How to Make the Most of Spring with Tamsin’s Table

Tamsin’s Table sits on a 113 acre working farm in Poowong East, ninety minutes south of Melbourne in a lush, green part of West Gippsland. The area is also home to the remnants of the blue gum forests that once covered the rolling hills. A small number of these old giants remain, dwarfing nearby trees.

This is where Tamsin Carvan and her wood-working partner, Al, have established the farm, a rambling kitchen garden and a life living off the land. It started with a philosophy – “I wanted control of what I ate and how and why I ate it”– and became a way of live, Tamsin says of establishing the farm. “What keeps me doing it though is the sheer joy and satisfaction of it. Although of course like anything worthwhile, there are times when it is ridiculously hard.”  

Tamsin grew up in the Blue Mountains. She then lived in Sydney, Brisbane and Canberra, before ending up in Poowong East. “I guess you could say I took the long way ‘round,” says Tamsin. “I don’t think of moving here so much as a tree change as just coming back to the kind of environment in which I felt best, most alive, happiest. I spent my childhood and teens running around the bush and riding my bike and horses through all terrains and all weather.”

Lunches and workshops are run out of the kitchen in the old farm house. Everything Tamsin uses in workshops or serves at her table is pulled fresh from her productive garden or raised on the farm. “We raise all our own meat – beef, pork, poultry – as well as our own fruit and veggies. Our motley crew of chooks keep us in eggs for most of the year and although I'm not milking now, I do try to have a couple of house cows in rotation.”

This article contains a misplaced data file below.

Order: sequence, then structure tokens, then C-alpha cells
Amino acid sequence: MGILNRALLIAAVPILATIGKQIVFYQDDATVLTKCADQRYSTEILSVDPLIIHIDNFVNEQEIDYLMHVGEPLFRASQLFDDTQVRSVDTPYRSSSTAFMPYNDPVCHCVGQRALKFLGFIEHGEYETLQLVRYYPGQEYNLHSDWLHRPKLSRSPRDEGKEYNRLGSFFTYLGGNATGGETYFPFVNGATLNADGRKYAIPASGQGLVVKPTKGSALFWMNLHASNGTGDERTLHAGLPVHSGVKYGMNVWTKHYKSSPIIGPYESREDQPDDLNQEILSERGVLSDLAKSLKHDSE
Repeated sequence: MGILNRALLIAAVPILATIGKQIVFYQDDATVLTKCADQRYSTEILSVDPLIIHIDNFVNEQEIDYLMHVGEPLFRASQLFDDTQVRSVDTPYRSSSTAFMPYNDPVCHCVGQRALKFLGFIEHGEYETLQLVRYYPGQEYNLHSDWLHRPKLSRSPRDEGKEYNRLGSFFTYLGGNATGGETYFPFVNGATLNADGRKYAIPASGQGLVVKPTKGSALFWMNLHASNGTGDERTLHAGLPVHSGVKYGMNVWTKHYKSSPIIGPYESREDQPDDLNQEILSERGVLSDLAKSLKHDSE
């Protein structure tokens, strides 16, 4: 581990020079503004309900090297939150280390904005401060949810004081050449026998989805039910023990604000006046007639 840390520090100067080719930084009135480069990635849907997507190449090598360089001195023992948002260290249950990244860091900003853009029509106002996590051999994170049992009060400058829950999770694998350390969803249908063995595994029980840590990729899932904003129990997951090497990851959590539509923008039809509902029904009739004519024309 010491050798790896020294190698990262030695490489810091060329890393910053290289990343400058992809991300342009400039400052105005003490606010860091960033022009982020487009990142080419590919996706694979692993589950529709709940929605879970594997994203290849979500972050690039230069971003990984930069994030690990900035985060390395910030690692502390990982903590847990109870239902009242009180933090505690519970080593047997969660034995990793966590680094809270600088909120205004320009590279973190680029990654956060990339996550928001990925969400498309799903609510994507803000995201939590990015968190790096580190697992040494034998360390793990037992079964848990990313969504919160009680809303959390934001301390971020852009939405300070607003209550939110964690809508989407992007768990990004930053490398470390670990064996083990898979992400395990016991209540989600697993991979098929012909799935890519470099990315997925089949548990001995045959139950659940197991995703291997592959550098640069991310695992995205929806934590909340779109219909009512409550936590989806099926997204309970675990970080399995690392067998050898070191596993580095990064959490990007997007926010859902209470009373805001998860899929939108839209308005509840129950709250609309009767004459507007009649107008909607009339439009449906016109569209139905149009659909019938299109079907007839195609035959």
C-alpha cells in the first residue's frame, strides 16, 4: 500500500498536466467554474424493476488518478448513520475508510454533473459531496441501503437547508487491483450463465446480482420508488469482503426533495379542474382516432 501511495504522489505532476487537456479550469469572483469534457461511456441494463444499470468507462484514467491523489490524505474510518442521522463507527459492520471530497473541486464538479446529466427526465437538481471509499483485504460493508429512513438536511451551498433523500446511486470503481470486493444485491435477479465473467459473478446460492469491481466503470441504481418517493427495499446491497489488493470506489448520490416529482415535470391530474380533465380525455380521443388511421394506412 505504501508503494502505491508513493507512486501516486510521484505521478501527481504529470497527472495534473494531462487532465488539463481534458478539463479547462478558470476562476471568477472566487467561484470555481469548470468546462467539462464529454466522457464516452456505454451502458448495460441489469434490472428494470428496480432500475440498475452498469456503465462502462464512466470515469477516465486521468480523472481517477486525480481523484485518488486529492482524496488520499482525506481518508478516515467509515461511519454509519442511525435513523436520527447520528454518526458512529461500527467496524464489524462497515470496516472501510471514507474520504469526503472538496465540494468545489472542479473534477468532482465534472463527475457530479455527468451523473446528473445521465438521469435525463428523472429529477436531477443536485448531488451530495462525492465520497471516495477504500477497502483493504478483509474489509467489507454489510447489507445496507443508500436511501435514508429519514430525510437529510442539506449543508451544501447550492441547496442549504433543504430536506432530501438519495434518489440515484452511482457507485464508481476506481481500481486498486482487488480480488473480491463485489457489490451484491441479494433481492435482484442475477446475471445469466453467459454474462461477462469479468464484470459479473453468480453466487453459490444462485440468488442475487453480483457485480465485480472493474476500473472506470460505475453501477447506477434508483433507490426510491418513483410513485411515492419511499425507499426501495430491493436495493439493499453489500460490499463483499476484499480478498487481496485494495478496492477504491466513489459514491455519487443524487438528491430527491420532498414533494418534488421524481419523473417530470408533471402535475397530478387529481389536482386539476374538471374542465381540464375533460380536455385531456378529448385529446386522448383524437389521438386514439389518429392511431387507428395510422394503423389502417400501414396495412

The garden is now waking up after the long, cold, winter and the farm is teaming with life. Tamsin has given us her tips for using the best of spring.

“Spring for me is all about tiny delicate shoots, leaves, pods,” she says.  At the top of Tamsin’s list is asparagus “which we don't even bother cooking at all, it is delicious just snapped from the bed and eaten there and then or in salads.”

Then there’s the tiny broad beans, or green garlic which is effectively unripe garlic which Tamsin loves for its more delicate flavour. This can be recreated in back yards or on balconies closer to Melbourne. Tamsin tells us that “garlic can easily be grown in pots – my neighbour Carol once grew some of the best garlic I've ever seen in a bed of compost inside an old tyre!”

Tamsin also loves sweet young vegetables like shelling peas and the more complex flavours of weedy leaves like nettles. 

“All these spring flavours are fleeting, delicate and special, so I tend to do as little to these ingredients as possible.”

 

A favourite way to use some of the new life in her garden is in a beautiful spring pasta. 

            Recipe:

  • Blanch and double pod some broad beans (although when they are really tiny you really don't need to)
  • Caramelise some onion in a few tablespoons of oil and butter
  • Shell some fresh peas and finely chop a few cloves of green garlic
  • Toss together with some steaming pasta (orecchiette is our pick) ricotta, lemon juice and the best parmesan cheese you can find.
  • Tamsin suggests throwing in some young asparagus and blanched nettle tips – “spring is all about green!”
  • Season and serve with a drizzle of bright peppery extra virgin olive oil.

 

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